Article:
DALLAS (AP) — American Airlines and US Airways want a trial in the government's lawsuit against their proposed merger to start in November, three months sooner than the date picked by federal officials.
The airlines estimated that the trial would last 10 days, meaning that even if they win, the merger won't close until late this year.
American parent AMR Corp. had hoped to complete the merger and come out of bankruptcy protection in September. It said in a court filing Thursday that the delay is costing AMR $500,000 a day in professional fees such as lawyers' bills for its bankruptcy case.
The airlines asked the court for a Nov. 12 trial, while the Justice Department favors a trial starting no sooner than Feb. 10.
Lawyers for the airlines noted that either company can back out of the merger if regulators don't approve it by Dec. 13. They said delaying the trial past that date would cause "even greater uncertainty" for employees and customers. Morale is already suffering, they said.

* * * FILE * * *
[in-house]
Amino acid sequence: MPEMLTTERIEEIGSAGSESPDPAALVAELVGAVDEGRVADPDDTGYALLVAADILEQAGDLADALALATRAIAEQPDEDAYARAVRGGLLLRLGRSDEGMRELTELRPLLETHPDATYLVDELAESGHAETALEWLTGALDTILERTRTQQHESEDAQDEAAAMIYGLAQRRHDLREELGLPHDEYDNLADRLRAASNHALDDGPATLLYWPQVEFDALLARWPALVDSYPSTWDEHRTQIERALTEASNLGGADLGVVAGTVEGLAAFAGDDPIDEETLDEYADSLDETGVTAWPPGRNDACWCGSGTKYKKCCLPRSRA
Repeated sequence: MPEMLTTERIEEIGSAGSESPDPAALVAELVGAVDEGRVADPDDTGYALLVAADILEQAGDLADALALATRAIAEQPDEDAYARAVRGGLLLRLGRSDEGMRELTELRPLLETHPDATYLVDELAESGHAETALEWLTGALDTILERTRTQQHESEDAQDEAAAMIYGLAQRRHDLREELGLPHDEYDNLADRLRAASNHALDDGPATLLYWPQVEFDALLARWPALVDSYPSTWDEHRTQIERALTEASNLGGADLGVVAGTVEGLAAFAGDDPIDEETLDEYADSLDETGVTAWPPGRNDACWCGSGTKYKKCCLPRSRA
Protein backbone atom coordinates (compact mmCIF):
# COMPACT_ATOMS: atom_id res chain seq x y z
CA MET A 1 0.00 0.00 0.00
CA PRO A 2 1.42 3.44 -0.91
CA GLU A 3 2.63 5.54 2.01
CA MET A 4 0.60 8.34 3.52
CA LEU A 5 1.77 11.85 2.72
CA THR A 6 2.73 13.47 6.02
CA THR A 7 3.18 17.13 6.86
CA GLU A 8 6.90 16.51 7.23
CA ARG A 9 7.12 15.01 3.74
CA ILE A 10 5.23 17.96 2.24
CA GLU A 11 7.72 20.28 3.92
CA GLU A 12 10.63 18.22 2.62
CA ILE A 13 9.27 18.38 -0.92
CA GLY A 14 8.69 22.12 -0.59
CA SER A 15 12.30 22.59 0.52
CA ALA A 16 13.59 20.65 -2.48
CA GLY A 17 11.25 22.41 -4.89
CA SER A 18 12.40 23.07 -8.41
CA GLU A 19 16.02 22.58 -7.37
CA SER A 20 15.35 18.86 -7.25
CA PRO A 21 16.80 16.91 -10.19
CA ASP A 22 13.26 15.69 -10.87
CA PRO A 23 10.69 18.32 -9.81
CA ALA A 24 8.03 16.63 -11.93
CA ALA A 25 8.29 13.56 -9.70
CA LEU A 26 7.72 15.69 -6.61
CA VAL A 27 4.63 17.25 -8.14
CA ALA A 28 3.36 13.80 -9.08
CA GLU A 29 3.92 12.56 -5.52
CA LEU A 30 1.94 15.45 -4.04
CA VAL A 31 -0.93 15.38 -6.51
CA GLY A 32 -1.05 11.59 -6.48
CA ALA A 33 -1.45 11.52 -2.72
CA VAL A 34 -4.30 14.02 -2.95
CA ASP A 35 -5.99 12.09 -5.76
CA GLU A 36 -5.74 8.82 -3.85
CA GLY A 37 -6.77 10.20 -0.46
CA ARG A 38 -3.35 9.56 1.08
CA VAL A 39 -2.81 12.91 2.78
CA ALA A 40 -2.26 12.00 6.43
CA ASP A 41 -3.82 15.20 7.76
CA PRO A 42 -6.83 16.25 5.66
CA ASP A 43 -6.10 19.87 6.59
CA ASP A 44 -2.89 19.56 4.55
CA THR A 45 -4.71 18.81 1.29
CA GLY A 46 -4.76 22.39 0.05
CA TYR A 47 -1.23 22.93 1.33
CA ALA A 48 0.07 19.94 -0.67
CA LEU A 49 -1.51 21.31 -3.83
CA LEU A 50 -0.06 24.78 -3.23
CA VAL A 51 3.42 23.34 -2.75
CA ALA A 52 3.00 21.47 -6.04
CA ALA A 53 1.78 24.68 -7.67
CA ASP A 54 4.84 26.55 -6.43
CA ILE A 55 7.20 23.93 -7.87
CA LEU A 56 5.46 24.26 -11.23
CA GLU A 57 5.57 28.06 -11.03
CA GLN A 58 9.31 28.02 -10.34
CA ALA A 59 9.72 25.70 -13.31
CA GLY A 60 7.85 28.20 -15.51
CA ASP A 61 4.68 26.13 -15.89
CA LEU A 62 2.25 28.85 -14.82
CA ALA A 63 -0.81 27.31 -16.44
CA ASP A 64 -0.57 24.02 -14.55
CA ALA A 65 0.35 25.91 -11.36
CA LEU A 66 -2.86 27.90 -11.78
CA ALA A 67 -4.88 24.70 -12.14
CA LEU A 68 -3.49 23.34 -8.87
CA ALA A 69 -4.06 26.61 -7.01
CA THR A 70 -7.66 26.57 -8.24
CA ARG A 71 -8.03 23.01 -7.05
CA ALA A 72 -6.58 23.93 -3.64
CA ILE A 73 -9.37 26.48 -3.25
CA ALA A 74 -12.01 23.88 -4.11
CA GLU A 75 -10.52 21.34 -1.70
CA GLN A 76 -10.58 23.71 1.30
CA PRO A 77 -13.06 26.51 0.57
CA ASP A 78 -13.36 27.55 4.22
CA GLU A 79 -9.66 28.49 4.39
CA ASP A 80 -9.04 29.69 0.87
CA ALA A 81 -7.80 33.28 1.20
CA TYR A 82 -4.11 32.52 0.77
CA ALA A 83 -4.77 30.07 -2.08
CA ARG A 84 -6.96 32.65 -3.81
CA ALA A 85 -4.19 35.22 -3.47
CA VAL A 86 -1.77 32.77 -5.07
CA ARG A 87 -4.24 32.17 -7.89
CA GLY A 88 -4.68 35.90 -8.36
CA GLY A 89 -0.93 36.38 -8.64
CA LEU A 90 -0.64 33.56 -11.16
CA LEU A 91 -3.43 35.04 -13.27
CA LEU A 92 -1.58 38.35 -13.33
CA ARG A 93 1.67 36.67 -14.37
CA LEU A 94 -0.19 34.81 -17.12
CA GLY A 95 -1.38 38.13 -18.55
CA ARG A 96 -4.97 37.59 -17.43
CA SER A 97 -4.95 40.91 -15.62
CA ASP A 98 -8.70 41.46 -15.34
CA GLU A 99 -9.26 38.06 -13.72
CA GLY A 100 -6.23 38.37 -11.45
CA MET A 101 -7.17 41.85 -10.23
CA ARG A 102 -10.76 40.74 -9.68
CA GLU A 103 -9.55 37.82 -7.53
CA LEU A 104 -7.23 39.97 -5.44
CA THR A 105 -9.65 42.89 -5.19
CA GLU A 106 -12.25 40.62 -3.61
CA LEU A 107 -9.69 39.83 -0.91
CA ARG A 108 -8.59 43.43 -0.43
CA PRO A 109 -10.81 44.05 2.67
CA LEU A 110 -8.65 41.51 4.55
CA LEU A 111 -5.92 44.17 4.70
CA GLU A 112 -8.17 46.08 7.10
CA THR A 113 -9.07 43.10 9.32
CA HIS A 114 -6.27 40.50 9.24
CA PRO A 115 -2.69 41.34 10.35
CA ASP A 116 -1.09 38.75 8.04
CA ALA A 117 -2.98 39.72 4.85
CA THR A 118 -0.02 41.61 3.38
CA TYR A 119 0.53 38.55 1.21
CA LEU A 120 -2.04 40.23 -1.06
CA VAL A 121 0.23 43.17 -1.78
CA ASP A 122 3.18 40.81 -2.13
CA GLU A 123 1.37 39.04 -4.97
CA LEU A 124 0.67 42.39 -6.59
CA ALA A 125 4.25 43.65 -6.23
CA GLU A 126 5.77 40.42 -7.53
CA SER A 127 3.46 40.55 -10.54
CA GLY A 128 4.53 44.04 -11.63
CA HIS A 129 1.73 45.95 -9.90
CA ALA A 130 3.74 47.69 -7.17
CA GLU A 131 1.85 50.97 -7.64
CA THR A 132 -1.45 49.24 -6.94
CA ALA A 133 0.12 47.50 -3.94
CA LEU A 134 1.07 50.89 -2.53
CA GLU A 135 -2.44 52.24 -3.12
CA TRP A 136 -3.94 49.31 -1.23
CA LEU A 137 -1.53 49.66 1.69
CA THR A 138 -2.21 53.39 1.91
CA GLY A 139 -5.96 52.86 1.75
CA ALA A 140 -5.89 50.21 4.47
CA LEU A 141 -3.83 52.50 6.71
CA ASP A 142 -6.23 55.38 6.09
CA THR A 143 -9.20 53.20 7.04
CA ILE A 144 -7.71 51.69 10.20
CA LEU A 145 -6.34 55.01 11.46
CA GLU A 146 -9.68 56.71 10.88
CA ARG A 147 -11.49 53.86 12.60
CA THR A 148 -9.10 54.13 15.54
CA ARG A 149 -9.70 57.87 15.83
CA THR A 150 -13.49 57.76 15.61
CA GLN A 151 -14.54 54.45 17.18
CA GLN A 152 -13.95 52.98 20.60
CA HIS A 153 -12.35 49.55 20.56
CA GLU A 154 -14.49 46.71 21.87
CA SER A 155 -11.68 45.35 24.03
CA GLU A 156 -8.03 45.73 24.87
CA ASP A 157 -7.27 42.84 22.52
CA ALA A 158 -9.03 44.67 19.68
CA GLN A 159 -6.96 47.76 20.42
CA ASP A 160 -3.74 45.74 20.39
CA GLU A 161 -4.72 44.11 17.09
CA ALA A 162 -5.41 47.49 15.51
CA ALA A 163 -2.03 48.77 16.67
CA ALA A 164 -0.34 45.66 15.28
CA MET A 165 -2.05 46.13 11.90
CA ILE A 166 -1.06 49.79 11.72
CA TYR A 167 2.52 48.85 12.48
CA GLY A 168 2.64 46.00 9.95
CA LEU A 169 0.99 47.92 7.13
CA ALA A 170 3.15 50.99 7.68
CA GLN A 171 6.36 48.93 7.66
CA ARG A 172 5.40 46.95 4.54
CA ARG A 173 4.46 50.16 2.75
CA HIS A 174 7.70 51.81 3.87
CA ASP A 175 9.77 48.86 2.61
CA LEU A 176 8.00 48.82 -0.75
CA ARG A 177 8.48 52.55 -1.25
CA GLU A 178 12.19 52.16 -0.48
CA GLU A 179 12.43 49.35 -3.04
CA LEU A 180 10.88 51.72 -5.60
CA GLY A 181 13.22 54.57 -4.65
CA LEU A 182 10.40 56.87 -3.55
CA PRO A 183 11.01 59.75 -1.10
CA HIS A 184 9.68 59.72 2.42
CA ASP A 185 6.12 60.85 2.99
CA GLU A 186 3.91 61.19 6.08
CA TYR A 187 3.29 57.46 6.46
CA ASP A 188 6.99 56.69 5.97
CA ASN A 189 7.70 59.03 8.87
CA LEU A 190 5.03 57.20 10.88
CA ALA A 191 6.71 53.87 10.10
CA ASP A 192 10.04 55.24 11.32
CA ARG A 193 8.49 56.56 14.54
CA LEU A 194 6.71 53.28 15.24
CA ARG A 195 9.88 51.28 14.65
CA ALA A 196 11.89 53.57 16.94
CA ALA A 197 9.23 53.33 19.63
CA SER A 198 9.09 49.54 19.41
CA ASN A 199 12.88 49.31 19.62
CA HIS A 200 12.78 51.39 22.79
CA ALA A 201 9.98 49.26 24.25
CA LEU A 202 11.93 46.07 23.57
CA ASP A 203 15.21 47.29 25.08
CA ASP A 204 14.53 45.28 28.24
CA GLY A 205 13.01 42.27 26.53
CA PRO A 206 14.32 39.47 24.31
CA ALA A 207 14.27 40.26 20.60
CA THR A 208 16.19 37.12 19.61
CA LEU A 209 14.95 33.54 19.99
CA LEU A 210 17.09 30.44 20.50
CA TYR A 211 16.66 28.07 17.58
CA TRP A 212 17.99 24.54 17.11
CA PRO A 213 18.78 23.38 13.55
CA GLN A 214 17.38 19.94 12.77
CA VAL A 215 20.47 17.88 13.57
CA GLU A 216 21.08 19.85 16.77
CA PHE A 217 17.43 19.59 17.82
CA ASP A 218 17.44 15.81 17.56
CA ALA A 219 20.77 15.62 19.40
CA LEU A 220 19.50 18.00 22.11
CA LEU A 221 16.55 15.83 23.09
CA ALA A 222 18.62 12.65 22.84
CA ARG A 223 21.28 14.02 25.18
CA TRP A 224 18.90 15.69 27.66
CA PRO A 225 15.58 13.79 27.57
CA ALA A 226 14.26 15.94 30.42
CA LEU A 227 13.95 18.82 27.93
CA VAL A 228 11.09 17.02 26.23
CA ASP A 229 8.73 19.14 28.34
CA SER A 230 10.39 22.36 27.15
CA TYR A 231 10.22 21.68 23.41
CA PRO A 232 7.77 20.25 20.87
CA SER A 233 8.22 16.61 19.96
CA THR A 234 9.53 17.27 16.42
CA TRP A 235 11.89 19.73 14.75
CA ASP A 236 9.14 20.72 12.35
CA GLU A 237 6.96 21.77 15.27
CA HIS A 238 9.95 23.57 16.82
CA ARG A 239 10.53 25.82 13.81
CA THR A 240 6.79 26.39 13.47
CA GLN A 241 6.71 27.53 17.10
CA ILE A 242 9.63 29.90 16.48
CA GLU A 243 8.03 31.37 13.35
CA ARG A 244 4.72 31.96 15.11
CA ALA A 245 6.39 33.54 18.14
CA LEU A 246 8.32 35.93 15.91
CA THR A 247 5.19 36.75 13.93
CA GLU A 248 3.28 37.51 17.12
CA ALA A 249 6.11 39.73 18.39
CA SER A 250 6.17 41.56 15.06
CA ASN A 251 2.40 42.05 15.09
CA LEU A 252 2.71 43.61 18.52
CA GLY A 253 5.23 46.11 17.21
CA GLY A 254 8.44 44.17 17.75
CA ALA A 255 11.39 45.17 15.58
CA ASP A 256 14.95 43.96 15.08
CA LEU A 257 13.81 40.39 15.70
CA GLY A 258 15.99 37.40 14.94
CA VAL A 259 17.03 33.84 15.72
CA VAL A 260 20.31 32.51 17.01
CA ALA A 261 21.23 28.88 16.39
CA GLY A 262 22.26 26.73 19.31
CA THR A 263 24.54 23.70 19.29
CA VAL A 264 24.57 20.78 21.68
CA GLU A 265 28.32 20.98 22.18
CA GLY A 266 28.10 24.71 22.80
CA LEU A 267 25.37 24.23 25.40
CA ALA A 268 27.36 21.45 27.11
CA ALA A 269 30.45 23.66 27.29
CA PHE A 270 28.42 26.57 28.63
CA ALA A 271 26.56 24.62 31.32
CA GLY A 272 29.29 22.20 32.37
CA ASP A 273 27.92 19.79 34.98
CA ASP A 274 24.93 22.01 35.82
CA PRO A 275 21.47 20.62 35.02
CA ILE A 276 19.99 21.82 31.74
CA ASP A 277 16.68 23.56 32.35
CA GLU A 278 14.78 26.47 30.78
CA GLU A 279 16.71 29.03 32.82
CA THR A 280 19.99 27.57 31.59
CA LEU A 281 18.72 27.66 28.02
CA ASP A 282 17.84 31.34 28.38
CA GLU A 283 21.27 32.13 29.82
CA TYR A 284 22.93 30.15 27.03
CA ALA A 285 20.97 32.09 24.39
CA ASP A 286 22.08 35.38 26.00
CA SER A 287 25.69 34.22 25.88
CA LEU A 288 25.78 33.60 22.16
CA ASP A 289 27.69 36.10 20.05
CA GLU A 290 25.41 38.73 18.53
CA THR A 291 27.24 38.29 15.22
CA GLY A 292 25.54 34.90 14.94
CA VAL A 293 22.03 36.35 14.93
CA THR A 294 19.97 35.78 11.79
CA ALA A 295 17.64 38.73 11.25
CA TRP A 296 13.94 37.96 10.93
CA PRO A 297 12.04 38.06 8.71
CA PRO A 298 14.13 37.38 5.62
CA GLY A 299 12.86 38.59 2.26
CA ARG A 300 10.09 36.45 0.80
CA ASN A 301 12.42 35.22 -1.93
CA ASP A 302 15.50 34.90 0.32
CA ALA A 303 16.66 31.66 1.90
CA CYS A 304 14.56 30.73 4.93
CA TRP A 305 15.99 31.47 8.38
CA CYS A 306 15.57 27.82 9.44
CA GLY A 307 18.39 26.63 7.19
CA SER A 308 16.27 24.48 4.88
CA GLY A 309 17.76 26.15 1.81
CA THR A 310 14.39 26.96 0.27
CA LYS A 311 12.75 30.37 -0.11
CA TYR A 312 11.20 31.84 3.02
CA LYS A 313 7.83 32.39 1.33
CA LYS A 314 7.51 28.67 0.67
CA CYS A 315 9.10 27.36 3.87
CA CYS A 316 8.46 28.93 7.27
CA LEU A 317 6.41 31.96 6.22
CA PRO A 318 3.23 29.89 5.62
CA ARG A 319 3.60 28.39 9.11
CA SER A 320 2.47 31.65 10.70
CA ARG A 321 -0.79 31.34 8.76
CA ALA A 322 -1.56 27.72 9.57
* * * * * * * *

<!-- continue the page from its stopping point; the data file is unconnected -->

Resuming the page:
The merger was steaming toward final approval this month until the U.S. Justice Department and six states threw up a roadblock. They filed a lawsuit in federal district court in Washington, D.C., to stop the merger, saying it will reduce competition and lead to higher fares and extra fees for consumers.
The case might never get to trial. The airlines are likely to keep trying to negotiate a settlement that would require concessions — at a minimum, giving up takeoff and landing slots at Reagan National Airport outside Washington — but allow the merger to go ahead. Publicly, however, both sides have sounded as if they're ready to fight, not talk.
US Airways Group Inc. CEO Doug Parker, who would run the combined company, said in a message to employees Thursday, "We are eager to get to court so that we can make our case and explain exactly how this merger enhances competition across the US and the globe."
Parker and AMR CEO Tom Horton say that the merger would help consumers by creating a third giant airline roughly the size of United and Delta. The Justice Department argues that it will hurt competition by leaving just four airlines — United, Delta, Southwest and the post-merger American — controlling more than 80 percent of the U.S. air-travel market.